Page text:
To better acquaint the potential reading audience to the entries in this study we provided an historical overview in the preface entitled Black Theatre: from Birth to Rebirth, to Survival. As the overview explains, black theatre's quest for legitimacy began by emulating mainstream American theatrical traditions at the African Grove in New York City in 1821 and in Minstrelsy before it stumbled, lost its way, and then found its own aesthetic. In 1856, William Wells Brown wrote the first known black play Escape; or, a Leap to Freedom. At the turn of the century, playwriting and performing artists such as Bert William and George Walker, and Bob Cole and J. Rosamond Johnson, wrote musical comedies that challenged the negative images of blacks in minstrelsy. In the 1920s, black theatre flourished during The Harlem Renaissance. Between 1935 and1939, the Negro Unit of the Federal Theatre Project made an impact on black theatre as did the American Negro Theatre with its social dramas and musicals of the 1940s, and the avant-garde and Off-Broadway movement of the 1950s. The second half of the 20th Century ushered in a new Renaissance with the Black Power Movement of the 1960s, the feminist movement of the 1970s, August Wilson's 10-play cycle set for every decade of the 20th century, and with the array of plays presented at National Black Theatre Festival.

The black theatre movement, however, that started in the Civil Rights revolution during the middle of the 20th Century has, after a few faltering steps, regained its direction and has grown immeasurably. Theatre artists have founded their own theatres and companies, performed in black minstrel shows and musical comedies, and written protest, comedy, and folk plays. It has evolved into a theatrical tradition with a sense of pride, struggle, history, community, purpose, and achievement that has become a rich and vital entity with its own set of characteristics.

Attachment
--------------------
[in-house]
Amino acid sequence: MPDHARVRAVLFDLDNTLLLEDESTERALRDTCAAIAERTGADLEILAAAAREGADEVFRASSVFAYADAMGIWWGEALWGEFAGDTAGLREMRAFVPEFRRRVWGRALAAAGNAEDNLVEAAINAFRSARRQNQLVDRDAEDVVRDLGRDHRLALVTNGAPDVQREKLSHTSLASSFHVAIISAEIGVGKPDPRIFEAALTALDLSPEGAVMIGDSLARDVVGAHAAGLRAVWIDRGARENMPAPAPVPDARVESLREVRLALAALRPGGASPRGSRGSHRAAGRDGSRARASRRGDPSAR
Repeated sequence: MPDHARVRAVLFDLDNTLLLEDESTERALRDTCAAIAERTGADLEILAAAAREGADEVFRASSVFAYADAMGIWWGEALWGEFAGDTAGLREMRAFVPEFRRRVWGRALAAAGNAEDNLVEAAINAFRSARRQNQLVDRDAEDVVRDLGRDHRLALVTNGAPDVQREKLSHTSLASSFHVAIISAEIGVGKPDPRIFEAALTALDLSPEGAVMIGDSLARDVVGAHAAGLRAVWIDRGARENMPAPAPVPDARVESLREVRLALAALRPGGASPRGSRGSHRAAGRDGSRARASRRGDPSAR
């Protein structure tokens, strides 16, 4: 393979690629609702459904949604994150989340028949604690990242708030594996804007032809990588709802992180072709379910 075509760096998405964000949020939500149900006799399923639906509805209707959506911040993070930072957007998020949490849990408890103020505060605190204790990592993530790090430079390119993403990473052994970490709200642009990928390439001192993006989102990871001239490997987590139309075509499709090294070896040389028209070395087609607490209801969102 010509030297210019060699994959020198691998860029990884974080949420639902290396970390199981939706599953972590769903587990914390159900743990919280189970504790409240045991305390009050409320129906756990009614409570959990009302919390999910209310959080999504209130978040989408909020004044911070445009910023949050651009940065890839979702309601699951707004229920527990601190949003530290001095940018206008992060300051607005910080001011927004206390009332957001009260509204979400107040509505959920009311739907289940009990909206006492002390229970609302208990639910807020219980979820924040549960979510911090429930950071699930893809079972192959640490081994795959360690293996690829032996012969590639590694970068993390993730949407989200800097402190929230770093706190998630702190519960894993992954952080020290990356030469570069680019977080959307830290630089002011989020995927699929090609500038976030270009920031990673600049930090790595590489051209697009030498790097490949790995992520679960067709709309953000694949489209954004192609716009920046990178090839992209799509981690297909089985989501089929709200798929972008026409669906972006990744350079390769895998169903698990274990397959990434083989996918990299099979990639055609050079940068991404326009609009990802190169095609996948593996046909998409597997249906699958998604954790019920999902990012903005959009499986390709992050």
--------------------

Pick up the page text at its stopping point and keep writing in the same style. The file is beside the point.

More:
The authors hope this dictionary will be of value to librarians, teachers; high school, graduate and undergraduate students, theatre owners, performers, directors, dramaturges, theatre critics, historians, scholars, and all others in need of information on black theatre and black-authored plays. We hope it will lead to more detailed studies by researchers in the fields of black studies, literature and drama, and by playwrights, as well as producers, directors, actors, and theatrical organizations. It will be a valuable resource to serious theatre scholars all around the world.  

Sources:

Anthony H. Hill and Douglas Q. Barnett, Historical Dictionary of African American Theater (Lanham, Maryland: Rowman & Littlefield Publishing Group, 2008)

Contributor(s):

The Ohio State University